Hair Care

Treating Stress Related Hair Loss

Both emotional and physical stress can cause hair loss, which is another source of stress. Although it is true that hair usually grows back upon removal of the source or sources of the stress, it is also true that several things can be done to prevent or at least minimise hair loss.

Understanding Hair Loss That is Stress-Related

Be familiar with all three kinds of stress-related hair loss.

Telogen effluvium

With this type of stress-induced hair loss, stress will cause a number of follicles to go into resting phase, preventing strands from growing. Eventually, hair connected to follicles affected will begin falling out in greater volume.

Alopecia areata

In this case, the immune system will turn on follicles and cause the falling out of strands in large chunks. Stress is one of many factors that cause this kind of hair loss.

Trichotillomania

This particular condition isn’t the same as the others mentioned above, since it involves someone deliberately and compulsively pulling out strands from their head and other body parts. One usually develops the condition as his or her one way of managing stress, depression, and anxiety.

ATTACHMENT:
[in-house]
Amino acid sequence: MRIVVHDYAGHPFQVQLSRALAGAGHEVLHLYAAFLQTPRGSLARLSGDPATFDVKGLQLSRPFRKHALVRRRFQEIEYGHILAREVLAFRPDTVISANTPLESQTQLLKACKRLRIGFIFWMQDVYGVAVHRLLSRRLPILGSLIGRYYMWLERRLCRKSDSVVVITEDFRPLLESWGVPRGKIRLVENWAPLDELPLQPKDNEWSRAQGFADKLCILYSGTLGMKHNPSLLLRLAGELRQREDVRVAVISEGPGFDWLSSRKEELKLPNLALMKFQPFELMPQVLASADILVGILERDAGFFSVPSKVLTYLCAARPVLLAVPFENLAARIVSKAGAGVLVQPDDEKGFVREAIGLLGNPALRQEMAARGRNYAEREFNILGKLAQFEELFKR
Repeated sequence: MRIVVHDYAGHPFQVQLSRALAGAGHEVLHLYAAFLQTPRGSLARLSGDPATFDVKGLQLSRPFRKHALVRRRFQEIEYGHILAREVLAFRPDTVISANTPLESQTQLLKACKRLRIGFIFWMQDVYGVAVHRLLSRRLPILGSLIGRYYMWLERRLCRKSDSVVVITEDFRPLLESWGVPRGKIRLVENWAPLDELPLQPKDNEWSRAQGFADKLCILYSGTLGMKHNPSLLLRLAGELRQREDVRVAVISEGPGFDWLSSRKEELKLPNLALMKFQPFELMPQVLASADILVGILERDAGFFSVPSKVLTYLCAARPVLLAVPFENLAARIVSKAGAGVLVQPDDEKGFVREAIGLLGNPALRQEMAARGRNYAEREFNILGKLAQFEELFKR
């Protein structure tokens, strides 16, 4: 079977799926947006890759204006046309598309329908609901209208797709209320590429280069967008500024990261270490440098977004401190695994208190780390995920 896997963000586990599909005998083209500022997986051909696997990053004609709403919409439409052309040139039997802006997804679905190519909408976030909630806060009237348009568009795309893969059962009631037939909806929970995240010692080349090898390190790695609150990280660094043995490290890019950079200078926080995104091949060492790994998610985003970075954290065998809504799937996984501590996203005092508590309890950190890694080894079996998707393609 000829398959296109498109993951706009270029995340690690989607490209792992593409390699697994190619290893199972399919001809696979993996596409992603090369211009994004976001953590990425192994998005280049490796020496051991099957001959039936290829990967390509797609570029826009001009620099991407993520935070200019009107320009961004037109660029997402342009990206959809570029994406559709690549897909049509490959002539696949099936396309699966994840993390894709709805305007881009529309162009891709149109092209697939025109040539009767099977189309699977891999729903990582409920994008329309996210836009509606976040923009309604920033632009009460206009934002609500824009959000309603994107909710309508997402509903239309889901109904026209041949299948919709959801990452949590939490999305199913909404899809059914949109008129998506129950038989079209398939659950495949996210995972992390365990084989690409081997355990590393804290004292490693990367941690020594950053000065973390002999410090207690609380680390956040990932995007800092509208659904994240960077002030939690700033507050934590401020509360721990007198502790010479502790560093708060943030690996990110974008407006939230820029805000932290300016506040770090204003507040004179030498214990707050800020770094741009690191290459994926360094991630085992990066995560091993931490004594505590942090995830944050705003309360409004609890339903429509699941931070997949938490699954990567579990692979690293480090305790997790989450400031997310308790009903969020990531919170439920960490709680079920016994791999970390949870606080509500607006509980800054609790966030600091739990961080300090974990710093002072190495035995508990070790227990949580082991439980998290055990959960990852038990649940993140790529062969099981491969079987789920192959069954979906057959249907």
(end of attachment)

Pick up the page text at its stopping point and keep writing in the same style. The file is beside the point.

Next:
Keep in mind that, you can get clip-in extensions from Jadore Hair Supplies to help you deal with your hair loss. But you should always get a diagnosis from a doctor to see if you do have a case of stress-related hair loss.

While it is true that stress sometimes directly causes hair loss, there are cases when stress will cause the worsening of existing conditions. It is also not unheard of for hair loss to cause stress or be a symptom of something more serious. Hence, you are a lot better off seeing a doctor instead of self-diagnosing.

If you believe the hair loss is really due to stress, treatment should focus on minimising or eliminating stress. Once this is achieved, strands should grow back again independent of drug treatments.

Reducing Physical and Emotional Stress

* Get sufficient amounts of sleep. A lack of sleep contributes to physical and mental stress alike.

If you are having trouble improving your sleep pattern, start by waking up and getting to sleep at the same time each day. The aim is to get seven to eight hours of sleep each night. Also, avoid doing stimulating things before sleeping. Some things that can keep you up until late night or early dawn include scary shows, the brightness of your phone’s or laptop’s screen, and exercise.

* Maintain a healthy diet.

With healthy meals, your body will feel more energetic, making it more capable of dealing with stress. Also, make sure to eat three times each day.

* Exercise a lot.

Working out helps alleviate stress since it allows your body to release endorphins or happy hormones.

* See a therapist or at least talk to someone you trust.

Dealing with emotional stress on your own will cause it to worsen over time, so talk to someone you can trust with your feelings.

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Laurie Pena

Laurie Pena